FIT@50 / Week 92: Ugly’s Last Stand

FIT@50 / week 24

FIT@50 / week 24
It’s A Date:

When I chose today as my retirement date, I never considered the historical significance it shared with another event that forever changed my life and worldview – Hurricane Katrina.

Today’s the day I leave the one job I’ve had my entire adult life. I will miss so many things about it. Mostly, I’ll miss leaving an anchor, that despite unbelievably chaotic and risky times, also served to center and shape who I am.

How will I feel at 5:01pm today? I have no idea. How did I feel at 5:01pm ten years ago? I felt like I do right now – that no matter what circumstances may come, I’m completely prepared to handle the mission. Not because of my ability, but because of my faith.

Ten years ago, as the worst natural disaster raged against my Gulf of Mexico boarded parish, I was assigned to command emergency preparedness. Neither bags of ice nor evacuees moved without my sending the okay.

It was the most horrible, yet fulfilling time of my life. Where better to be, than in the eye of Hurricane Katrina? Ground zero for rescue and recovery became all I knew for months.

The weeks in New Orleans’ metro area leading our SWAT unit showed me less about bravado, and all about compassion. I witnessed hardened men – modern day warriors, sling their machine guns to carry children, pets or the elderly. We bonded together against the federal bureaucracy to do what was right over what was regulated. We made life changing decisions during life ending encounters, but alway with life-saving hopes.

It was hell on earth, but what better place to be to have your faith tested by fire? It’s never further away than a thought or a comment, but nothing comes easy right? This and the thousands of crisis encounters during a single career are why we do the job. They’re also why we hurt. Why some crack. Why some cease to exist.

It’s ironic sitting here typing today’s fit report as Liliana Hart​ is next to me working on her own projects. She couldn’t ever imagine what that was like. But as someone I love, I never have and never will tell her what it was like or what we went through. Some experiences can be seen in the faces of those who endured – no words needed.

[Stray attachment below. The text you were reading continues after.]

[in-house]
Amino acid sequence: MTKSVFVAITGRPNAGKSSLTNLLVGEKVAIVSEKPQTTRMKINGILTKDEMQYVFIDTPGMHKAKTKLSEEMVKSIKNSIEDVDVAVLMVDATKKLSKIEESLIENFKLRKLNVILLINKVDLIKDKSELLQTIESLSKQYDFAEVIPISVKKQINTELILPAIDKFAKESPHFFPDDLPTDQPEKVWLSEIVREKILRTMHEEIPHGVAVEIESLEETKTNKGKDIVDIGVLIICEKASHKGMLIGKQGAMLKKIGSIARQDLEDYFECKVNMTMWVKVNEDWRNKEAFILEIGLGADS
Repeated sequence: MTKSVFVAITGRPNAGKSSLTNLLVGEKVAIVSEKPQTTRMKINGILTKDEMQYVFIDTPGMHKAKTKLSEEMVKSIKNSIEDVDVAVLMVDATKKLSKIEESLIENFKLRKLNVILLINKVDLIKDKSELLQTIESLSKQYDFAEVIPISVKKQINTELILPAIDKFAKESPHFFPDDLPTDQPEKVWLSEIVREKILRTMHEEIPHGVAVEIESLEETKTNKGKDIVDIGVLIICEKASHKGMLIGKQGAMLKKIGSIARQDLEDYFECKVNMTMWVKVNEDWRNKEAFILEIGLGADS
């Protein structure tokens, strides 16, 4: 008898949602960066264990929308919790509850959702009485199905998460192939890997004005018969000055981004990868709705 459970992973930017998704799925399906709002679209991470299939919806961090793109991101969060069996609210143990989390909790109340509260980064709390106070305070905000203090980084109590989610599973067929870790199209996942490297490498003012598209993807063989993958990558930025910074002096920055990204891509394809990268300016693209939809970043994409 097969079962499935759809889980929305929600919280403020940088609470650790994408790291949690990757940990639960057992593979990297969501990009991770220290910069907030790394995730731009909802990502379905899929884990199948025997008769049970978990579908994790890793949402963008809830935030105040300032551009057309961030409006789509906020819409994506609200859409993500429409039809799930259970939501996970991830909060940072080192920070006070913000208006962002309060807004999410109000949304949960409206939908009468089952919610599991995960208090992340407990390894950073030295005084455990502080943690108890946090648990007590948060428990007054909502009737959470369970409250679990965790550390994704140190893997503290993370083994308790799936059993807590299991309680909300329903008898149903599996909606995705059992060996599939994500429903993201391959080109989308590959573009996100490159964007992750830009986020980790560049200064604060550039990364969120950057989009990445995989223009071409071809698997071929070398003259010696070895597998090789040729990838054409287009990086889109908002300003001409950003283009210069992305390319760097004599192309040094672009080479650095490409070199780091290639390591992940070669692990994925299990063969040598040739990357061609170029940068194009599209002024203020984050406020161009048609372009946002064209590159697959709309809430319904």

I’d like you to watch this video put together by a dear friend of mine, Rachelle Hitt Bilbo. This was created during the week Katrina slammed us. It’s what I’ve learned and always tried to practice throughout my career and life – human compassion.

Maybe I’ll check in after 5:01pm to tell you what it feels like. Chances are my feelings won’t become clear for some time, but what I do know is that the first moments in my new life will be spent with my family.

Do Good,
Scott

FIT@50 / week 24

Hurricane Katrina “Cry Out to Jesus”

The images were taken first hand as we responded to Hurricane Katrina. Third Day’s “Cry Out to Jesus” was the only song fitting to use.

My dear friend Rachelle Hitt Bilbo created this piece and shared a disk with me in 2005. I watched it once, then put it and the memories away.

It is a beautiful testimony to the compassion of law enforcement officers as we drove buses, gave water, comforted the old and young and helped bring a slice of peace to those suffering in the aftermath.

Hurricane Katrina “Cry Out to Jesus”

The images were taken first hand as we responded to Hurricane Katrina. Third Day’s “Cry Out to Jesus” was the only song fitting to use.

My dear friend Rachelle Hitt Bilbo created this piece and shared a disk with me in 2005. I watched it once, then put it and the memories away.

It is a beautiful testimony to the compassion of law enforcement officers as we drove buses, gave water, comforted the old and young and helped bring a slice of peace to those suffering in the aftermath.